Let sij be the observed number of synapses from neuron i to neuron j. We considered two thresholding schemes: the first was to simply use the number of synapses from neuron i to j as the edge weight and the second was to consider the edge weight from neuron i to j to be the number of synapses from i to j divided by the total number of observed synapses onto neuron j. We stress that the number of synapses onto neuron j is not necessarily equal to the weighted degree of neuron j. This is simply because we consider all annotated post-synaptic contacts onto neuron j, and some number of those contacts may not be connected to another neuron in the current networks considered here. We denote the number of synapses onto neuron j as Dj. To summarize:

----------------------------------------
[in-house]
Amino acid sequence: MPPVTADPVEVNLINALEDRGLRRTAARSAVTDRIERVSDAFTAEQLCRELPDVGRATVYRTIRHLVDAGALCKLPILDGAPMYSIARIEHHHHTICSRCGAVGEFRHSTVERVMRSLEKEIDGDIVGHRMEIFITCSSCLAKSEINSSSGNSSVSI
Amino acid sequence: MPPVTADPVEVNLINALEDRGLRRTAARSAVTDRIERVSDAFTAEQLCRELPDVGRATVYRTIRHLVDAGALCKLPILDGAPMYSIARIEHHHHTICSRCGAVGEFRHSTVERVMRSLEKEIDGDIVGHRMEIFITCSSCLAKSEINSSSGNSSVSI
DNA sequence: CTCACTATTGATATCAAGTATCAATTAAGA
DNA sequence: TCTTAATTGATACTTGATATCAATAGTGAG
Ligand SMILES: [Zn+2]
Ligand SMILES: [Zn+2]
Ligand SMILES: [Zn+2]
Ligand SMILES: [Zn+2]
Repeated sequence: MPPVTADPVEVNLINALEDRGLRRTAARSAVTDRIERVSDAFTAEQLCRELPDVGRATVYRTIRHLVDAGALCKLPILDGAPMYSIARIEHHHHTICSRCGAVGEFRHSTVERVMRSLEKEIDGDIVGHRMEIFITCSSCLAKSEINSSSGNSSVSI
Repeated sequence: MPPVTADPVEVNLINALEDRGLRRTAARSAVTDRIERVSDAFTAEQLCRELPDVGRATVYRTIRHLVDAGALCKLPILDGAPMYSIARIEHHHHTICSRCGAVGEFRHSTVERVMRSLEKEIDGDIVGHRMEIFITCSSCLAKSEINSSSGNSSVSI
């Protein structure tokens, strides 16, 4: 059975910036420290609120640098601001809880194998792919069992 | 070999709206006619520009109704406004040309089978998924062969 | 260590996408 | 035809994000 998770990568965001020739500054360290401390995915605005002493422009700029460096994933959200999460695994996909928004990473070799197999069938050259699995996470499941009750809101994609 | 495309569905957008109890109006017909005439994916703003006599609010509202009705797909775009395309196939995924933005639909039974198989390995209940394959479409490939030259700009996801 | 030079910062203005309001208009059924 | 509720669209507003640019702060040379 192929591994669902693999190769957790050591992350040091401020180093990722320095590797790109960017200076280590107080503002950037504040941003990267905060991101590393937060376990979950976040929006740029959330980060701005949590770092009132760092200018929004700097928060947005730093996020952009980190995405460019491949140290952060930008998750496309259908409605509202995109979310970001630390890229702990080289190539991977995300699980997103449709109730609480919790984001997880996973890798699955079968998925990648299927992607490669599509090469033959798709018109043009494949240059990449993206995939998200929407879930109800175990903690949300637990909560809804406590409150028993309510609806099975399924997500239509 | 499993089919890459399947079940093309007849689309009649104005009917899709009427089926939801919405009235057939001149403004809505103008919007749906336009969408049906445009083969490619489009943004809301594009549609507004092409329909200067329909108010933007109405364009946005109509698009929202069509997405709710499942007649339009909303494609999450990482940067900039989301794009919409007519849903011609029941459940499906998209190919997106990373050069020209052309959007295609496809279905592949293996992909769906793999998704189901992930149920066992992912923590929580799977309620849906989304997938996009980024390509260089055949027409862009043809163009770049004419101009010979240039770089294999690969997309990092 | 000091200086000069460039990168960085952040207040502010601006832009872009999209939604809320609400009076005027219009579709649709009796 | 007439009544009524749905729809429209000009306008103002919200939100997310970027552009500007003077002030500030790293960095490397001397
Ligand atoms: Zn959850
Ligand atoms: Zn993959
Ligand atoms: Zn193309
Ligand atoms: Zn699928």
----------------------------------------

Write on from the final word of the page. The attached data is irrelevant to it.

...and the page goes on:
• Synapse number threshold:wij=sij

  • Input proportion threshold:wij=sijDj

Given either definition of the weighting scheme, we formed a series of networks by varying the edge weight threshold, t. We stress that edge weights were used only for the purposes of defining the edges to consider for our (binary) networks – the edge weights themselves were not used in the statistical tests. We then re-ran the density, group connection, and density-adjusted group connection tests for each network. The p-values for these tests are plotted against the weight thresholds and the proportion of edges removed in Figure 6E and F for the synapse number and input proportion thresholds, respectively.

Power and validity of group connection test under various alternatives

In SBMs and group connection testing, we considered the group connection test, where the goal was to test

(9) H0:B(L)=B(R) vs. HA:B(L)B(R).